Scientists give night vision superpower to mice using nanoparticles; humans next?

Human eye
Human eye Pixabay

A team of scientists at the University of Science and Technology, China, under the leadership of nanoscientist Tian Xue has successfully given 'infrared night vision' superpower to mice by injecting nanoparticles in their eyes. Experts believe that this new development could pave the way to expand the visual spectrum of humans and may also help patients with eye disorders like colour blindness.

The research report published in the scientific journal Cell claimed that a single injection of a special 'ocular nanoparticle' helped mice to have infrared night vision capability for nearly 10 weeks. It should be also noted that this method of injecting ocular nanoparticle did not result in major side effects or long term issues to normal vision.

"The detection of naturally invisible near-infrared (NIR) light is a desirable ability. To break this limitation, we developed ocular injectable photoreceptor-binding upconversion nanoparticles (pbUCNPs). These nanoparticles anchored on retinal photoreceptors as miniature NIR light transducers to create NIR light image vision with negligible side effects," wrote the researchers in the study summary.

Tian Xue revealed that this same method can be used among humans in the future, and it will not only generate supervision but also offer a therapeutic solution to some optical problems.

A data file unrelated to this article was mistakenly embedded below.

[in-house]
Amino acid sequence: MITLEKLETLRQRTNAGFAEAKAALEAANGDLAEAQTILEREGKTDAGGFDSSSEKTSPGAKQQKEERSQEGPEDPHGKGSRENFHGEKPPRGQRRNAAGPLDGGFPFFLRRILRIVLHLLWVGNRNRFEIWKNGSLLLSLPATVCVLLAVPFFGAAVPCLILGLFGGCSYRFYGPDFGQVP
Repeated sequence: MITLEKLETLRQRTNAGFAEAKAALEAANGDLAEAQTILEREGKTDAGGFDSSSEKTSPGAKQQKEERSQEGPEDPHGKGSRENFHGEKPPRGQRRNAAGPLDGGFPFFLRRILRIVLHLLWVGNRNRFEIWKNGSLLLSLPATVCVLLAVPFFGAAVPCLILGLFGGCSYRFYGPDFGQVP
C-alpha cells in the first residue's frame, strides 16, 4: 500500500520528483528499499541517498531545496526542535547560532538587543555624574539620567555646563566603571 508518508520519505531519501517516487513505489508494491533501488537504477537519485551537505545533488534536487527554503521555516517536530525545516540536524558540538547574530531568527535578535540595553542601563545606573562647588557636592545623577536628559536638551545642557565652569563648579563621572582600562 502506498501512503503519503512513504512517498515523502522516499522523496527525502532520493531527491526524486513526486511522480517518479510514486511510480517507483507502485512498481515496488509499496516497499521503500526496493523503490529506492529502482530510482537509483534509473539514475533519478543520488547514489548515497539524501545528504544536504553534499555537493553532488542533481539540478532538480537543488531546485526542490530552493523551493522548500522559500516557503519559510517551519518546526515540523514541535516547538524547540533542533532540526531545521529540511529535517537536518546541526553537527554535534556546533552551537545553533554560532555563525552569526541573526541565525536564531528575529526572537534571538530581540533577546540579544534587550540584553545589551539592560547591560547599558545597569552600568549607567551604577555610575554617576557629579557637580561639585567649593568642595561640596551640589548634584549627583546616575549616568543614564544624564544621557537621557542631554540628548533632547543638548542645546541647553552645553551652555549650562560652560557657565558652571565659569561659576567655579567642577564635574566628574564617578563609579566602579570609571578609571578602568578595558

"The visible light that can be perceived by a human's natural vision occupies just a very small fraction of the electromagnetic spectrum. Electromagnetic waves are longer or shorter than visible light carry lots of information. We believe this technology will also work in human eyes, not only for generating supervision but also for therapeutic solutions in human red colour vision deficits," said Tian Xue, Science Daily reports.

This is not the first time that Chinese scientists are making milestone breakthroughs in medical science. A few weeks back, He Jiankui, a Chinese doctor had created two babies named Lulu and Nana using CRISPR gene editing. Even though Jiankui's act received negative responses from all corners, several experts believe that these babies will have enhanced memory and cognition when compared to normal kids.